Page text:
Published: 04 Nov 2011
Even with an economy that’s stubbornly stuck in neutral, data storage professionals’ paychecks reflect modest yet welcome increases.
Data storage professionals are holding their own during precarious economic times, according to the ninth annual Storage magazine/ SearchStorage.com Salary Survey. They’re managing to increase their overall average salaries and stay optimistic that their paychecks will continue to grow in 2012.
Despite ongoing unemployment issues and fears of a double-dip recession, storage pros who responded to our in-depth survey regarding their salaries, careers, incentives, budgets and benefits managed to increase their year-over-year earnings for the ninth year running.
When it came to storage projects, our 266 survey respondents seem to fall almost evenly on either side of the recession vs. recovery argument: approximately half reported they were in “maintenance mode” with budgets restricted. The other half detailed ambitious projects such as multisite data center migrations, creating virtual environments and moving to private clouds.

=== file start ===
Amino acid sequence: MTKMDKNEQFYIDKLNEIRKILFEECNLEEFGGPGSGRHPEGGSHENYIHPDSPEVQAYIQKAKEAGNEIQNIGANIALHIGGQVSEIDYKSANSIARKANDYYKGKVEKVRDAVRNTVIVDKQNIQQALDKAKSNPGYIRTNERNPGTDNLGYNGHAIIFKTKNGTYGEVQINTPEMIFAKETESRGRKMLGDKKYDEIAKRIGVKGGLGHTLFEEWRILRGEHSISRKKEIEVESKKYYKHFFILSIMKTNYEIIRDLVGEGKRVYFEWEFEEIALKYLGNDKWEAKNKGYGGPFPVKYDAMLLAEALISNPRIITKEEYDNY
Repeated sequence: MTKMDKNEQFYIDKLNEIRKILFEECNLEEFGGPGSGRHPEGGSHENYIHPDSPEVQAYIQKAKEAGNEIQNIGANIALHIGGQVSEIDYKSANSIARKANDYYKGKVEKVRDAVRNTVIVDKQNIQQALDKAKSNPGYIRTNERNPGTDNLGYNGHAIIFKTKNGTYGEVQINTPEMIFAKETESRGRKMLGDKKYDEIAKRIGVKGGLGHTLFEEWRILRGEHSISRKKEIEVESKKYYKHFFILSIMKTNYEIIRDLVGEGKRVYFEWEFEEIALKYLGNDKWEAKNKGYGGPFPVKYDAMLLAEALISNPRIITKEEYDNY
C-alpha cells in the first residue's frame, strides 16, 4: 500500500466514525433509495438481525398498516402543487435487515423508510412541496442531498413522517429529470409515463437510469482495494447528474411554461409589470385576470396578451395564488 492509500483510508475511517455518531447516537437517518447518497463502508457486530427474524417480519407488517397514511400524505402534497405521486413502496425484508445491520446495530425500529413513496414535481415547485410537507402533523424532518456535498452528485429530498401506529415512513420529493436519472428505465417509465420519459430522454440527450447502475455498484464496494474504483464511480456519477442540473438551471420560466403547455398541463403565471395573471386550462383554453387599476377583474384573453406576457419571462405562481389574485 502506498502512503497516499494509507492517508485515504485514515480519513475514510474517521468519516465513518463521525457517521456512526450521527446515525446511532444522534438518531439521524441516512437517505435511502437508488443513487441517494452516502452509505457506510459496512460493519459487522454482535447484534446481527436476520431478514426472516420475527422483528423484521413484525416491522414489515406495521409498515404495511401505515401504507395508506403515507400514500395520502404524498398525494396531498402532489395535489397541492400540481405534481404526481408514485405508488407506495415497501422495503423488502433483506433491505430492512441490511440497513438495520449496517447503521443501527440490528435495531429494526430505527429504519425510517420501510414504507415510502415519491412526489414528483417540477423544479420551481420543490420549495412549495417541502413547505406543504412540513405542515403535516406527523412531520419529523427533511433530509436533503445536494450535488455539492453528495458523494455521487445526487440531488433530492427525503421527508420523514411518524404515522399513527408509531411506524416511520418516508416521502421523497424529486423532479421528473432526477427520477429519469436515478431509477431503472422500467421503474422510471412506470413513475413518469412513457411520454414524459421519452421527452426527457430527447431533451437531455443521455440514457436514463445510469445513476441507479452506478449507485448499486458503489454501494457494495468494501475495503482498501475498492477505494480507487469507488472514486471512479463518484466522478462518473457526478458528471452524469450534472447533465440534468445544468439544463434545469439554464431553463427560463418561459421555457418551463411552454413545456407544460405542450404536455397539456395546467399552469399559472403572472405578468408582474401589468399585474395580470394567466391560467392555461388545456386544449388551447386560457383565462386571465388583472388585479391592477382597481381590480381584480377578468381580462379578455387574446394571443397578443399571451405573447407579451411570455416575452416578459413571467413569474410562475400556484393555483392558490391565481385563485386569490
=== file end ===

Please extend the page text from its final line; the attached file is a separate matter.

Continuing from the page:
Asked to become experts in more technologies each year, this year’s crop of respondents expressed a shared concern there isn’t enough time in the day to learn everything there is to know about today’s data storage market.
Salaries stretch, outlook brightens
Our 2011 Salary Survey respondents earned an average of $86,926, a 5% jump from their 2010 salaries. When looking ahead to 2012, this year’s respondents predicted their average annual salaries would jump by another 4% to $90,392.
This year’s respondents saw a larger year-over-year increase than last year’s crop, who barely managed a 1% increase in pay vs. 2009. Participants were also a bit gloomier last year, predicting their salaries wouldn’t budge in the coming year and might even drop. The current group’s estimated 4% jump would translate to nearly a 10% raise between 2010 and 2012.